What are haemorrhoids?

Haemorrhoids, also known as piles, are soft fleshy lumps located within the lower part of the rectum and just inside the back passage (anus). They are caused by swollen blood vessels that can grow larger with time. They bleed easily, usually causing fresh bright-red bleeding when a motion is passed. They do not usually cause pain but can cause itching.

When large, they can pass through the anus (prolapsed pile) and rest outside your body - feeling like a lump when you clean yourself.

What causes haemorrhoids?

Haemorrhoids develop gradually, often over a long period of time. They are associated with constipation, often run in families and can be made worse by pregnancy.

Treatment of haemorrhoids

Haemorrhoids can often be successfully treated by simple measures such as eating more fibre and drinking more fluid. If these simple measures are unsuccessful, the haemorrhoids can usually be treated successfully in a clinic. Local treatments include ‘banding’ or ‘injecting’ the haemorrhoids.


Usually a day procedure that doesn’t require an anaesthetic. It involves placing a very tight elastic band around the base of your haemorrhoids to cut off their blood supply. Within a week, the haemorrhoids should then fall off and pass out of your body when you go to the toilet.

Most people can resume normal activities the next day, although you may feel some pain or discomfort for a day or so afterwards. Normal painkillers will usually be able to reduce this.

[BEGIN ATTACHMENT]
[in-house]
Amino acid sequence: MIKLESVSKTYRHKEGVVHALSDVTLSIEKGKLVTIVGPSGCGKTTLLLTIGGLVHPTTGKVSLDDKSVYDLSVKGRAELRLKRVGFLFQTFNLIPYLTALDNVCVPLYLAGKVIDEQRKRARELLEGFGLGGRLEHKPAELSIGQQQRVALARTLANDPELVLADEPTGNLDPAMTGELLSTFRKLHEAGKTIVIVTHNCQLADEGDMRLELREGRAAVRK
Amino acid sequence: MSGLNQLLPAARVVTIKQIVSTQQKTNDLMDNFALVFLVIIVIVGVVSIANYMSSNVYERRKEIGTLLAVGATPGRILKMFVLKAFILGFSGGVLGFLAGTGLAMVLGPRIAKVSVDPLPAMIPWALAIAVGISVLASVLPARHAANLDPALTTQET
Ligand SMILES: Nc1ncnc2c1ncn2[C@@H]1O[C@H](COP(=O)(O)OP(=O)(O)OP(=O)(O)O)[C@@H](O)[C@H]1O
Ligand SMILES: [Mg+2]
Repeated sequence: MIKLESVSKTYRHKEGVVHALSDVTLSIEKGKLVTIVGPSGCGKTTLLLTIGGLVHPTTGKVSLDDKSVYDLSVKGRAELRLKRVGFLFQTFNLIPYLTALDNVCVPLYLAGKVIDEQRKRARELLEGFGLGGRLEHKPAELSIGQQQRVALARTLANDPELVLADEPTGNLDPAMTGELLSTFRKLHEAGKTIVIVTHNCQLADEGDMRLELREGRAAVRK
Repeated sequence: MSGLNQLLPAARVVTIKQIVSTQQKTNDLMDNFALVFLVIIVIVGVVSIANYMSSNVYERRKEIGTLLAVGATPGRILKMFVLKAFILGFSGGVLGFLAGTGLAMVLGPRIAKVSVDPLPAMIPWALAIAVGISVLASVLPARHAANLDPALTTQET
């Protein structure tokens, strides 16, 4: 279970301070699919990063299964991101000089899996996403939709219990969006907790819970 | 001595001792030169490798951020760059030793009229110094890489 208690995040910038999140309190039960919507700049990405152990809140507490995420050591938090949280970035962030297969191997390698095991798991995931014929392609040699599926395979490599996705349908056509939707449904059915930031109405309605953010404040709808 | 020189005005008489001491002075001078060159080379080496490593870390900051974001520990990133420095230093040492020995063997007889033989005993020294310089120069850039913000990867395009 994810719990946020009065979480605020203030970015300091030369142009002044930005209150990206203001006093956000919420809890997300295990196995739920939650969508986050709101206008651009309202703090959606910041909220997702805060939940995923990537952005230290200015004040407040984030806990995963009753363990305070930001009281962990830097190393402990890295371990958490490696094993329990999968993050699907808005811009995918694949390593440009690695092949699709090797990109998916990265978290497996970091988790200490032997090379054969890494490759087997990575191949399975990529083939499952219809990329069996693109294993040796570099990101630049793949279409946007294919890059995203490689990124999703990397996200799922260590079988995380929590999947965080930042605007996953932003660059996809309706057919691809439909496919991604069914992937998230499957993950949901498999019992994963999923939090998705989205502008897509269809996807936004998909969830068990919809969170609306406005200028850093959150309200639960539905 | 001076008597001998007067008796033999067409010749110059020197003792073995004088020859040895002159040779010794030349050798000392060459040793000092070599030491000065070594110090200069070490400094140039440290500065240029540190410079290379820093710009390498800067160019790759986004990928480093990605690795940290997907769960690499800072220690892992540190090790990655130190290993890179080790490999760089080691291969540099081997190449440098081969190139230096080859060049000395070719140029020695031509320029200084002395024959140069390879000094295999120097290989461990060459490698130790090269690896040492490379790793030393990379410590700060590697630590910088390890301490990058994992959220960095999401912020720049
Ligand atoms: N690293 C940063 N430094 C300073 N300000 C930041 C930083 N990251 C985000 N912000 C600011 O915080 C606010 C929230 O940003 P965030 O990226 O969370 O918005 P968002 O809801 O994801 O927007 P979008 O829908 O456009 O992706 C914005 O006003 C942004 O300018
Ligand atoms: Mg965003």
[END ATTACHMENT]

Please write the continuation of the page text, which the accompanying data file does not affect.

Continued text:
May be used as an alternative to banding, which involves injecting a chemical solution into the blood vessels in your rectum. This numbs the nerve endings at the site of the injection and hardens the tissue of the haemorrhoid to form a scar. After about four to six weeks, the haemorrhoid should decrease in size or shrivel up.

After treatment, you should avoid strenuous exercise for the rest of the day, although you should be able to return to work and your normal activities the following day. You may experience some minor pain and a small amount of bleeding for a short while.


Surgery takes place under general anaesthetic and usually takes around 20 minutes. Your surgeon will cut away the haemorrhoids or remove them with a staple gun.

In most cases, you’ll be able to go back home on the day of the procedure and can return to work the next day. If your treatment was carried out using a staple technique then this does not leave an open wound and you should expect to recover quickly. If you do have an open wound then it may be several weeks before this heals completely.
To read about surgical removal of haemorrhoids visit our treatment page.